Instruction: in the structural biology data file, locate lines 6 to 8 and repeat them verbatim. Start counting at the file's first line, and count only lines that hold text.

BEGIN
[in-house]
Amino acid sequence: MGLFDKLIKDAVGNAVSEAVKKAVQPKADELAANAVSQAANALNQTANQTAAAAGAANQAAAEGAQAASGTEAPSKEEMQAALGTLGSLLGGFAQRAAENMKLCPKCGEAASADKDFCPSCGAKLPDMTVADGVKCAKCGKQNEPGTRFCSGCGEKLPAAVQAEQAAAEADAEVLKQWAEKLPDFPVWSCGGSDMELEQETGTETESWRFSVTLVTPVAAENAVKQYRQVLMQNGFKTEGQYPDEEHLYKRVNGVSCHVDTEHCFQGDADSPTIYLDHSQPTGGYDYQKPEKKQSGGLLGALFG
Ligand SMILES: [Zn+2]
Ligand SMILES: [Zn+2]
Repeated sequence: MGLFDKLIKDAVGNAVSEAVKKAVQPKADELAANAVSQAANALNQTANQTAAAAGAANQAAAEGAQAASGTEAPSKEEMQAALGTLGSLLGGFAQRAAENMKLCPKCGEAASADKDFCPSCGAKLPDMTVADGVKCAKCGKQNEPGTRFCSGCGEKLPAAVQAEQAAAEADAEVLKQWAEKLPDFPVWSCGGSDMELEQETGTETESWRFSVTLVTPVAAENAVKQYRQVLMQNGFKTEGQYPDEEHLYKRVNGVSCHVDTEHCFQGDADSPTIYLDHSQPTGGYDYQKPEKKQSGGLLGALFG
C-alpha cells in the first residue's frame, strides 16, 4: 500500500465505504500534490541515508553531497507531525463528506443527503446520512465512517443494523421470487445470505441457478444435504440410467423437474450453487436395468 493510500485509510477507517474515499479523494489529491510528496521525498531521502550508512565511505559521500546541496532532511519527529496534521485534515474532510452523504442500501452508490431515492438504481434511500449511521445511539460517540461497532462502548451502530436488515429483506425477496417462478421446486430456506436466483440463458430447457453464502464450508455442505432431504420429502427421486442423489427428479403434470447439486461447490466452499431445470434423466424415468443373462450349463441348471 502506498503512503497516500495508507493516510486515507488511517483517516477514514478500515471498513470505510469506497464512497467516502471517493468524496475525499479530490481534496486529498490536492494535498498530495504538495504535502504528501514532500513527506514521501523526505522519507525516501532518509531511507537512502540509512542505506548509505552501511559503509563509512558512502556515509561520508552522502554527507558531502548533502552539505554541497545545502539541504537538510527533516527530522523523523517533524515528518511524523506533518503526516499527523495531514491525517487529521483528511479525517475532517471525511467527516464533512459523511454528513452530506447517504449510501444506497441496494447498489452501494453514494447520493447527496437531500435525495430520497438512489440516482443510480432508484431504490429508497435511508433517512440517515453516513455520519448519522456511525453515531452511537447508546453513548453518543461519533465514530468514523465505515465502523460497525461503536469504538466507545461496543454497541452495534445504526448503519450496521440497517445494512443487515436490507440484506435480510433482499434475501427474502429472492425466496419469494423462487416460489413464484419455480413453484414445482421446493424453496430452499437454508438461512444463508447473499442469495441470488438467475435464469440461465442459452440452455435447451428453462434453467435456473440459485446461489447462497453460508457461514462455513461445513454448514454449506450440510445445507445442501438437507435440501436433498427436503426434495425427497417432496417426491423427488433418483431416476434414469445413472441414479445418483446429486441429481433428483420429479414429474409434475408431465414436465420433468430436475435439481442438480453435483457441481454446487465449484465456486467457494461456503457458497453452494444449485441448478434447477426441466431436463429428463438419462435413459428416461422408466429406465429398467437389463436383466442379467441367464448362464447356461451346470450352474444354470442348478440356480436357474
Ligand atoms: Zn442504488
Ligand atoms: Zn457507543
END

C-alpha cells in the first residue's frame, strides 16, 4: 500500500465505504500534490541515508553531497507531525463528506443527503446520512465512517443494523421470487445470505441457478444435504440410467423437474450453487436395468 493510500485509510477507517474515499479523494489529491510528496521525498531521502550508512565511505559521500546541496532532511519527529496534521485534515474532510452523504442500501452508490431515492438504481434511500449511521445511539460517540461497532462502548451502530436488515429483506425477496417462478421446486430456506436466483440463458430447457453464502464450508455442505432431504420429502427421486442423489427428479403434470447439486461447490466452499431445470434423466424415468443373462450349463441348471 502506498503512503497516500495508507493516510486515507488511517483517516477514514478500515471498513470505510469506497464512497467516502471517493468524496475525499479530490481534496486529498490536492494535498498530495504538495504535502504528501514532500513527506514521501523526505522519507525516501532518509531511507537512502540509512542505506548509505552501511559503509563509512558512502556515509561520508552522502554527507558531502548533502552539505554541497545545502539541504537538510527533516527530522523523523517533524515528518511524523506533518503526516499527523495531514491525517487529521483528511479525517475532517471525511467527516464533512459523511454528513452530506447517504449510501444506497441496494447498489452501494453514494447520493447527496437531500435525495430520497438512489440516482443510480432508484431504490429508497435511508433517512440517515453516513455520519448519522456511525453515531452511537447508546453513548453518543461519533465514530468514523465505515465502523460497525461503536469504538466507545461496543454497541452495534445504526448503519450496521440497517445494512443487515436490507440484506435480510433482499434475501427474502429472492425466496419469494423462487416460489413464484419455480413453484414445482421446493424453496430452499437454508438461512444463508447473499442469495441470488438467475435464469440461465442459452440452455435447451428453462434453467435456473440459485446461489447462497453460508457461514462455513461445513454448514454449506450440510445445507445442501438437507435440501436433498427436503426434495425427497417432496417426491423427488433418483431416476434414469445413472441414479445418483446429486441429481433428483420429479414429474409434475408431465414436465420433468430436475435439481442438480453435483457441481454446487465449484465456486467457494461456503457458497453452494444449485441448478434447477426441466431436463429428463438419462435413459428416461422408466429406465429398467437389463436383466442379467441367464448362464447356461451346470450352474444354470442348478440356480436357474
Ligand atoms: Zn442504488
Ligand atoms: Zn457507543